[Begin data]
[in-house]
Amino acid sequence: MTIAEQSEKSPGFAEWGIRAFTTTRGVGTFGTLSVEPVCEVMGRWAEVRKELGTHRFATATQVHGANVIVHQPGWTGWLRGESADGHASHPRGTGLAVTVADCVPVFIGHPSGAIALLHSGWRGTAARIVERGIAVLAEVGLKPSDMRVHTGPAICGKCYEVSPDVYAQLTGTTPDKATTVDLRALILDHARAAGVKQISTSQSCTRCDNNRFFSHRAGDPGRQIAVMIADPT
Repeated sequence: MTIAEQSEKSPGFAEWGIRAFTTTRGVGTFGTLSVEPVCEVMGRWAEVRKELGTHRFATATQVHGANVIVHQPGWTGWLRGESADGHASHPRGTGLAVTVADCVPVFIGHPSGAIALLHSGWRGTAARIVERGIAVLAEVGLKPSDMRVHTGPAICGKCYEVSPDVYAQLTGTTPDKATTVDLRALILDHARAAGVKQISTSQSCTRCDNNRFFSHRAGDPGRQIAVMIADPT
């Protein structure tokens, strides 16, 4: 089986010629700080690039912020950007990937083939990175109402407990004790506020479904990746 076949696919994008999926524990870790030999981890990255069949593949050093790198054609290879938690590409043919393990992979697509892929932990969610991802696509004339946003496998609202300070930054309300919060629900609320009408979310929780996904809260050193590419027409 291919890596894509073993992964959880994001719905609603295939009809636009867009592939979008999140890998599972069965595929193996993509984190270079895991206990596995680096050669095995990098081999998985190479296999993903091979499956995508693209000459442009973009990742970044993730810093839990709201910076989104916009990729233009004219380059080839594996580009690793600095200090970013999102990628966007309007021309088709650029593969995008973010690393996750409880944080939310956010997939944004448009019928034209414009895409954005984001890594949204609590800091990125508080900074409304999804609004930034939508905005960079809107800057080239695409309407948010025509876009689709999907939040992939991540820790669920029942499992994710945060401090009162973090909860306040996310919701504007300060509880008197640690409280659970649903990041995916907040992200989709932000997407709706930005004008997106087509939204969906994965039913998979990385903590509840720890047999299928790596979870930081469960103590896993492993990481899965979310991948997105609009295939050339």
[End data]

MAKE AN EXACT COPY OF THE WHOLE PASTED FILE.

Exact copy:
[in-house]
Amino acid sequence: MTIAEQSEKSPGFAEWGIRAFTTTRGVGTFGTLSVEPVCEVMGRWAEVRKELGTHRFATATQVHGANVIVHQPGWTGWLRGESADGHASHPRGTGLAVTVADCVPVFIGHPSGAIALLHSGWRGTAARIVERGIAVLAEVGLKPSDMRVHTGPAICGKCYEVSPDVYAQLTGTTPDKATTVDLRALILDHARAAGVKQISTSQSCTRCDNNRFFSHRAGDPGRQIAVMIADPT
Repeated sequence: MTIAEQSEKSPGFAEWGIRAFTTTRGVGTFGTLSVEPVCEVMGRWAEVRKELGTHRFATATQVHGANVIVHQPGWTGWLRGESADGHASHPRGTGLAVTVADCVPVFIGHPSGAIALLHSGWRGTAARIVERGIAVLAEVGLKPSDMRVHTGPAICGKCYEVSPDVYAQLTGTTPDKATTVDLRALILDHARAAGVKQISTSQSCTRCDNNRFFSHRAGDPGRQIAVMIADPT
């Protein structure tokens, strides 16, 4: 089986010629700080690039912020950007990937083939990175109402407990004790506020479904990746 076949696919994008999926524990870790030999981890990255069949593949050093790198054609290879938690590409043919393990992979697509892929932990969610991802696509004339946003496998609202300070930054309300919060629900609320009408979310929780996904809260050193590419027409 291919890596894509073993992964959880994001719905609603295939009809636009867009592939979008999140890998599972069965595929193996993509984190270079895991206990596995680096050669095995990098081999998985190479296999993903091979499956995508693209000459442009973009990742970044993730810093839990709201910076989104916009990729233009004219380059080839594996580009690793600095200090970013999102990628966007309007021309088709650029593969995008973010690393996750409880944080939310956010997939944004448009019928034209414009895409954005984001890594949204609590800091990125508080900074409304999804609004930034939508905005960079809107800057080239695409309407948010025509876009689709999907939040992939991540820790669920029942499992994710945060401090009162973090909860306040996310919701504007300060509880008197640690409280659970649903990041995916907040992200989709932000997407709706930005004008997106087509939204969906994965039913998979990385903590509840720890047999299928790596979870930081469960103590896993492993990481899965979310991948997105609009295939050339």